Many clever comments are attributed to Benjamin Franklin, in my opinion this one is the best: "Keep your eyes wide open before marriage," Ben Franklin quoted, "and half shut afterwards."

How can the yet-to-be-married and already-married turn this comment into practical advice?

The yet-to-be-married need Keep your eyes wide open before marriage, and half shut afterwards to enter into marriage with their eyes wide open. Marriage is a lifetime commitment. Things that look charming and attractive while dating don't necessarily stay that way after marriage. The girl that was so harried that she always had that "lost look" that seemed so cute, will probably continue to always be overwhelmed; after a few years and a couple of children, the "lost look" will start to appear a lot less cute. The boy that seemed so mature because he was very distant during courtship may continue to be distant after marriage as well; if a wife is then looking for a closer and warmer relationship, she will spend the rest of her married life feeling cheated of that closeness.

Notwithstanding all the outside influences that affect us, most people end up with character traits that take after their own family. Checking into what a family of a prospective marriage partner is like is step number one, and it shouldn't be taken lightly. One woman who sat in my office crying that her husband wasn't a father to her sons told me, "I should have known better. His father was so distant and unavailable for his children, but I didn't realize it was important for a man to have a father as a role model." Similarly, the man who expects his wife to be devoted to him because that is the model he grew up with, will be surprised and struggle with a very needy wife. Usually, all he had to do is look into his mother-in-law's behavior before marriage and he "could have known."

There are exceptions to every rule, of course, and I know many people who have overcome a difficult background by taking an objective view on their own childhood and recognizing that they were wronged. Many people, however, who grow up in a "dysfunctional" home don't recognize the dysfunction, and therefore perpetuate it.

Most important of all is that a person looking for a mate should trust their instinct. In the whirlwind of courting and dating things get overlooked. In the ensuing weeks of the engagement things that were just niggling sensations in the back of the mind can become full-fledged worries. Those worries should be discussed with a competent adviser. Some of them may be "engagement blues," but sometimes the subconscious is trying to point out a real problem, that the young adult is trying to ignore in an effort to make this be the "right one."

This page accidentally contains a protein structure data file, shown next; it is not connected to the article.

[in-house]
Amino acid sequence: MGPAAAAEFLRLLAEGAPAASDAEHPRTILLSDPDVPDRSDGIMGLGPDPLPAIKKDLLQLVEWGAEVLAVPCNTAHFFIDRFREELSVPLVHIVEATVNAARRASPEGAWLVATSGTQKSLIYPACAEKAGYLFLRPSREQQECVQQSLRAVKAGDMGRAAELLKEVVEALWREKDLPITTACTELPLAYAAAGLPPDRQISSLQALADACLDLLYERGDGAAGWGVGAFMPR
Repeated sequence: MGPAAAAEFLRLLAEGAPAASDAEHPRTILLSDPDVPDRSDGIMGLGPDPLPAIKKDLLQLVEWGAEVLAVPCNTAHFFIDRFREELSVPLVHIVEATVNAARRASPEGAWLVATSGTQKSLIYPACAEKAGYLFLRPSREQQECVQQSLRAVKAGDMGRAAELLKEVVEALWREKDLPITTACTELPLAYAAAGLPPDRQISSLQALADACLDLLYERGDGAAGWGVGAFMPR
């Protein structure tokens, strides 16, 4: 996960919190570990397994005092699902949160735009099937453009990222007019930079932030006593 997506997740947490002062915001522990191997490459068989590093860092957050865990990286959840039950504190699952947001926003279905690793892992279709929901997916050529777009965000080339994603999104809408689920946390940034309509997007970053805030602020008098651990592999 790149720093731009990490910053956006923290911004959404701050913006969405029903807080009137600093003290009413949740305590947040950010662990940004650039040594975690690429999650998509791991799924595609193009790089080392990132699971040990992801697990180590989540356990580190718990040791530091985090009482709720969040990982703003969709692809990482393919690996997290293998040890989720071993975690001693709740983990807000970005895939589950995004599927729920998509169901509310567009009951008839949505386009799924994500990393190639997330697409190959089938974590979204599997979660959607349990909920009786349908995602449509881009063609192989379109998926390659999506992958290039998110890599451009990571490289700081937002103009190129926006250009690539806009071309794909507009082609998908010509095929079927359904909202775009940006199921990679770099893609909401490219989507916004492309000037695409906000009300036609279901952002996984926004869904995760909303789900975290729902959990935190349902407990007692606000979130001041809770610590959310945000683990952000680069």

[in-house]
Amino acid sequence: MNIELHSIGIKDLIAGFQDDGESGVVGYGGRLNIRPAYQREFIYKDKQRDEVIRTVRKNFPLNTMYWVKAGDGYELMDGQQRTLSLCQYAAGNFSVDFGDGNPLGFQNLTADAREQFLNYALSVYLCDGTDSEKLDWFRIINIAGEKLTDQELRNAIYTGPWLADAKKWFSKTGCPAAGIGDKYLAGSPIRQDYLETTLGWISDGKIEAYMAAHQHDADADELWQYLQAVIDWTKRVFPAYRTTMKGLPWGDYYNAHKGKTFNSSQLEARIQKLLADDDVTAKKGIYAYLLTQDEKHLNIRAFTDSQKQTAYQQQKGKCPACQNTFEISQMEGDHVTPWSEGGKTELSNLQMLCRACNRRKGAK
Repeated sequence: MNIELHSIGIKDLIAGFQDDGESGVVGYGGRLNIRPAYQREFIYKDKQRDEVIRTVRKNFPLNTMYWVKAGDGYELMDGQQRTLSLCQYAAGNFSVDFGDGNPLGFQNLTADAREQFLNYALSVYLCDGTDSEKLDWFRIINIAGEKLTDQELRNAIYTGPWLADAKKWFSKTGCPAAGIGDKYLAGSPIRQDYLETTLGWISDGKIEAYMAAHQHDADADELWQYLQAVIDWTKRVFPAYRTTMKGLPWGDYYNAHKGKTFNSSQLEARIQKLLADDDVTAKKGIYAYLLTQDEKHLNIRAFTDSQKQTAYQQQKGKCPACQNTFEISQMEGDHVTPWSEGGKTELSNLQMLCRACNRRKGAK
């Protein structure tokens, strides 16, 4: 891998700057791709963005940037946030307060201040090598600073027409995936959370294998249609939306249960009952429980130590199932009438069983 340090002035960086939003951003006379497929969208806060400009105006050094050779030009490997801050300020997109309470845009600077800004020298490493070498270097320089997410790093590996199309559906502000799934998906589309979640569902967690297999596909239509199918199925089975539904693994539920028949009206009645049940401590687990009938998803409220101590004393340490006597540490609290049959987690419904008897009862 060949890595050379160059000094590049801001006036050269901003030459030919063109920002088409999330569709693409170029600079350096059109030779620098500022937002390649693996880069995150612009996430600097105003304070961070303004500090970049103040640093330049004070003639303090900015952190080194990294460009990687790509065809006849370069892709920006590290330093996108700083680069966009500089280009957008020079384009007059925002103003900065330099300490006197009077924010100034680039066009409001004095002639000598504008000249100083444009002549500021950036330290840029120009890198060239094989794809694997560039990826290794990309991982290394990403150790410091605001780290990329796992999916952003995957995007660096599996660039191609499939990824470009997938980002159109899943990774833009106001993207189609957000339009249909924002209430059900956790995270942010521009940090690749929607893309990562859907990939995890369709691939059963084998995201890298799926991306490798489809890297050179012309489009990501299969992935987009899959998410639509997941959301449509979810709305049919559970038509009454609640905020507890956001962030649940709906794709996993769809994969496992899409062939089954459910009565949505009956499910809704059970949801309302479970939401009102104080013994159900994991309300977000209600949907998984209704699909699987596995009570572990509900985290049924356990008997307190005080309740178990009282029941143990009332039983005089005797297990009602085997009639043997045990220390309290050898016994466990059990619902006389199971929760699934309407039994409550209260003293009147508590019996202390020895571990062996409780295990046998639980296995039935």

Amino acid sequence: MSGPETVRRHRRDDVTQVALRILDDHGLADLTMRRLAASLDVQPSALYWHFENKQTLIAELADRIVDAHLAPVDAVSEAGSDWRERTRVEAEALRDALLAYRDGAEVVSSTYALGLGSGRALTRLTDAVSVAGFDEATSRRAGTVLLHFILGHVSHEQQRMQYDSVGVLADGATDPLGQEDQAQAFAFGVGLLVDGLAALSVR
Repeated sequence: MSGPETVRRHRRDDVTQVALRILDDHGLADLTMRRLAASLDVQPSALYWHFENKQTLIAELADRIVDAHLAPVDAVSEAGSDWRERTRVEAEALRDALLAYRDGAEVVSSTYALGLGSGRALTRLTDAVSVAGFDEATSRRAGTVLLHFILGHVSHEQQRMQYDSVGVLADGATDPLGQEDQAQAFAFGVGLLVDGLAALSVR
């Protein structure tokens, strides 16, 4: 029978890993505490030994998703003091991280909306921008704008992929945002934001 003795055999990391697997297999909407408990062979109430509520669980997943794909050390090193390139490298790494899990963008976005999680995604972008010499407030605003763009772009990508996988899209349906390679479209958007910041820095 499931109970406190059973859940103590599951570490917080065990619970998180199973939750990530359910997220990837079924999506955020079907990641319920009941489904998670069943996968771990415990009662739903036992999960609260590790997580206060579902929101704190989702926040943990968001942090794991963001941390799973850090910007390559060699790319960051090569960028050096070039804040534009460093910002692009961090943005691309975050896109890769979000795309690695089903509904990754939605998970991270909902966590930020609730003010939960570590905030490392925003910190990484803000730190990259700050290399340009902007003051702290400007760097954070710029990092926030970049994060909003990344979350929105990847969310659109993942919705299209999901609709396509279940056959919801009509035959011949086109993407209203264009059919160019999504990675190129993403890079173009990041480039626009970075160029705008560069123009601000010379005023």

Premarital counseling can help resolve a lot of issues. The marriage counselor has seen many of the problems and recognizes many of the cues that an in-love couple doesn't. Using the guidance of a counselor may help to draw some issues out and find a practical strategy of how to deal with it.

So much for the first part of Mr. Franklin's advice. The second part is equally crucial. Once married, one should overlook, be tolerant and forget. Overlooking means that not every small thing has to be pointed out and fought about. The old joke about a married couple fighting over how to squeeze the toothpaste—from the bottom or the middle of the tube—isn't such a big joke. People fight and argue about trivial matters all the time. What a silly waste of time and energy!

Just because your mother/ father/ friend doesn't understand why you tolerate x, y or z in your spouse, it doesn't mean that it's harmful to you or your marriage Be tolerant of all our spouses' foibles unless they are truly harmful. Just because your mother/ father/ friend etc. doesn't understand why your spouse does x, y or z or how you tolerate it doesn't mean that it's harmful to you or your marriage.

Forget things your spouse did which you didn't like, and remember the good—and do it religiously. Something that is a perpetual problem must be dealt with, but that which isn't important enough to deal with a professional is not important enough to be harped on and brought up each time there is an argument.

Ben Franklin was a smart fellow. If you want the blessing of a happy home, keep both eyes open before marriage, and one eye closed after.